Adding to an ordeal that’s dragged on for two years, the embattled Reese family is now facing the withdrawal of their attorneys due to compensation issues, a source close to the case told Gun Rights Examiner yesterday. Such a move, which may have already happened by this writing, will leave the defendants with no choice but to file affidavits claiming indigence so that they can obtain a public defender or a court-appointed lawyer.
Arrested in 2011 for allegedly knowingly selling guns to cartel members while operating a New Mexico gun store, all Reese family members were found not guilty on the most serious charges of conspiracy. Additionally and significantly, money laundering charges against them were dismissed. Husband Rick, wife Terri and son Ryin were convicted on a handful of lesser charges of making false statements on forms, basically under the presumption that they should have known federal agents were lying. Son Remington was cleared of all charges, and a new trial for the outstanding convictions has been ordered following Judge Brack’s ruling that the prosecutor withheld evidence from the jury.
This latest development could effectively cancel out an earlier “win” for the family, when the United States Court of Appeals for the Tenth Circuit “denied without prejudice” a motion by the prosecution in the Reese case to deny to the three defendants their choice to be represented by the same counsel.
It also highlights how devastating a District Court ruling was, when Judge Robert C. Brack denied dismissal of remaining counts and, significantly, the Reese’s motions for partial release of assets, a request that the Court release cash, gold, and silver to allow the family to pay their legal expenses.
“Defendants’ relatives have significant assets and have assisted them financially during the course of these proceedings [and] Defendants’ local and national supporters have established legal defense funds to pay Defendants’ legal expenses,” Brack opined, making no mention that relatives and supporters are under no legal burden to continue with financial assistance.
As for that “national support,” based on results, it is not nearly enough, something the judge evidently did not bother to actually look into before issuing such a presumptuous ruling. If it were, attorneys would not be considering withdrawing from the case. Meanwhile, a prosecution with virtually unlimited resources can press on in its own good time, untroubled by petty concerns like having no money to even eat, let alone keep a roof over their heads, let alone financing an extended legal campaign.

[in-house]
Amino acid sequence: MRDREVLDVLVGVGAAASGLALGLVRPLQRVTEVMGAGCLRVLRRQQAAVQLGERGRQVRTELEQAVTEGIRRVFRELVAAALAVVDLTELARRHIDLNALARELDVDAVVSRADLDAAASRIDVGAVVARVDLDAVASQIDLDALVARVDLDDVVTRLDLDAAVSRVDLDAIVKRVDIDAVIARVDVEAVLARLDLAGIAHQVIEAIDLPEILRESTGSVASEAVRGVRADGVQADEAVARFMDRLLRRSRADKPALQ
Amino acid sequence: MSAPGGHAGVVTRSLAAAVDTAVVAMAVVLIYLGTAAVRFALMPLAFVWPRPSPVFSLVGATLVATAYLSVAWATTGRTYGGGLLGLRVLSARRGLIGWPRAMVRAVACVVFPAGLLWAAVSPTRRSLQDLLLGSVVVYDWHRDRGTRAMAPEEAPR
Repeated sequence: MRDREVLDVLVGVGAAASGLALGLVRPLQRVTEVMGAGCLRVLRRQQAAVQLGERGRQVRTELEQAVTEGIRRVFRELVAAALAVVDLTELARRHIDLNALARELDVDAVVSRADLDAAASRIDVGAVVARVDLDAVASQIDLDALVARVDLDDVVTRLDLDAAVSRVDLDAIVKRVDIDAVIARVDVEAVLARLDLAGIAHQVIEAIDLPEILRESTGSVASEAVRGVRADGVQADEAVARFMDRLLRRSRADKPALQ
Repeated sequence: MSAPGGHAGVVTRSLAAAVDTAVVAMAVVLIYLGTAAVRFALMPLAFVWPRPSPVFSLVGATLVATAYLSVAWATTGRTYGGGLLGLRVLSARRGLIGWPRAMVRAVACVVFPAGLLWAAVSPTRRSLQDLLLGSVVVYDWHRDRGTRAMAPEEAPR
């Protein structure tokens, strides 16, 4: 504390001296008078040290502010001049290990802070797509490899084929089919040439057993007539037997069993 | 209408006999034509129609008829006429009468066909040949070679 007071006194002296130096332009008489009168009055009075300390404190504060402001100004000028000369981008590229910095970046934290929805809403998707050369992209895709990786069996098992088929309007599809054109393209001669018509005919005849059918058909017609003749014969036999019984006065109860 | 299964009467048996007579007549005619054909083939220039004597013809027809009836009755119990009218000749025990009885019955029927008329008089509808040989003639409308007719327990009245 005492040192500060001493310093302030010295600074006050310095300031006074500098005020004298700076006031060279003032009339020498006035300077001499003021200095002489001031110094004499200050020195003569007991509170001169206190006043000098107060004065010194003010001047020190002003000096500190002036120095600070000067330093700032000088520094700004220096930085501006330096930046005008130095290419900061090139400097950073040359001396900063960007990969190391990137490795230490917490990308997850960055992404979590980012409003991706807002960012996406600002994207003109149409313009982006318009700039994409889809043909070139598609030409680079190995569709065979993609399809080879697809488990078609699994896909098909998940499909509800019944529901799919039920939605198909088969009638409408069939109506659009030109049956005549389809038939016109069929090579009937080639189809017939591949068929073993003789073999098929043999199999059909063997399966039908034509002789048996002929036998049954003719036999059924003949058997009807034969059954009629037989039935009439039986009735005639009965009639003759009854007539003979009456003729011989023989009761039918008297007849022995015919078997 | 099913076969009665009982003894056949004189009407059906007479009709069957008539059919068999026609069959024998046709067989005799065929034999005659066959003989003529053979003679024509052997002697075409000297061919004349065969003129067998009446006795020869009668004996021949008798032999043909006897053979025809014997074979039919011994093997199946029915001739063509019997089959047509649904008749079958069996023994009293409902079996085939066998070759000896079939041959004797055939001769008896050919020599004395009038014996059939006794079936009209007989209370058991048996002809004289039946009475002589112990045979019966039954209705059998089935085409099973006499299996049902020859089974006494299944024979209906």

Changing that dynamic does not appear likely, due in no small part to a virtual media blackout on the story, with the exception of limited reach niche readership efforts like this column and Tea Party Patriots of Luna County (which has done exceptional work fleshing out the details and back story of the case). Add to that a predisposition of gun owners, at least those who have even heard about this case, to talk about it but not really do much else, especially when it comes to informing their friends and adding a few dollars to the defense fund now and then.
Nonetheless, backers of the family will continue to seek justice on their behalf, and will continue to appeal to those who would want people to care if they ever found themselves on the wrong side of a prosecutor desperate to salvage something from a bungled case. As such, an account has been set up where supporters can contribute to help the Reese family in its ongoing ordeal, and donations can be sent to the Reese Defense Fund, Attention Patricia Arias, First Savings Bank, 520 South Gold, Deming, NM 88030. Additionally, Jeff Knox of The Firearms Coalition advises they have set up an online donation page at their website.
What the Obama administration can’t get through legislation they’re determined to get just by issuing orders. The latest GUNS Magazine "Rights Watch" column is online, and you can read it before the magazine hits the stands. Click here to read "Executive Actions.”
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